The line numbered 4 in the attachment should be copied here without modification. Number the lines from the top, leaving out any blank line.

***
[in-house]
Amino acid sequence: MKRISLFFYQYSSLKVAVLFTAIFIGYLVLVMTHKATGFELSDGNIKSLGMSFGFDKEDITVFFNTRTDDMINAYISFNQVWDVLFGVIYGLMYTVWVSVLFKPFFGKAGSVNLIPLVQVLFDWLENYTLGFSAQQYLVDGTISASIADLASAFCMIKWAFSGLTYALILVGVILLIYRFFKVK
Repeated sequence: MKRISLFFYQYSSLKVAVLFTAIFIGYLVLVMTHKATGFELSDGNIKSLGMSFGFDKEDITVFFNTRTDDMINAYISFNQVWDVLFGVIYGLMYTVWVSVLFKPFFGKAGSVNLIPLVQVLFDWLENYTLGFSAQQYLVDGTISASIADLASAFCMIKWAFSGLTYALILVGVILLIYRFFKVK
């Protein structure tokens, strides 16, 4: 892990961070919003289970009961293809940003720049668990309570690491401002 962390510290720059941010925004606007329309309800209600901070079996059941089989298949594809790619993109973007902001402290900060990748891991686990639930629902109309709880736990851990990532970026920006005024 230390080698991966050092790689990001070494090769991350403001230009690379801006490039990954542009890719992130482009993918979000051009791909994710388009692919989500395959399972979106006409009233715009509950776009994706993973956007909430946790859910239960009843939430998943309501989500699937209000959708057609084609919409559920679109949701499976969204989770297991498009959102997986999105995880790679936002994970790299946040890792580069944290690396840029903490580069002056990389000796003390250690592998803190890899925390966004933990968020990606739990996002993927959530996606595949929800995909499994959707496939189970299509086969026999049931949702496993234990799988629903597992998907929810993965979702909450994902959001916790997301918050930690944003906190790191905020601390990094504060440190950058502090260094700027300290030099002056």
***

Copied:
């Protein structure tokens, strides 16, 4: 892990961070919003289970009961293809940003720049668990309570690491401002 962390510290720059941010925004606007329309309800209600901070079996059941089989298949594809790619993109973007902001402290900060990748891991686990639930629902109309709880736990851990990532970026920006005024 230390080698991966050092790689990001070494090769991350403001230009690379801006490039990954542009890719992130482009993918979000051009791909994710388009692919989500395959399972979106006409009233715009509950776009994706993973956007909430946790859910239960009843939430998943309501989500699937209000959708057609084609919409559920679109949701499976969204989770297991498009959102997986999105995880790679936002994970790299946040890792580069944290690396840029903490580069002056990389000796003390250690592998803190890899925390966004933990968020990606739990996002993927959530996606595949929800995909499994959707496939189970299509086969026999049931949702496993234990799988629903597992998907929810993965979702909450994902959001916790997301918050930690944003906190790191905020601390990094504060440190950058502090260094700027300290030099002056």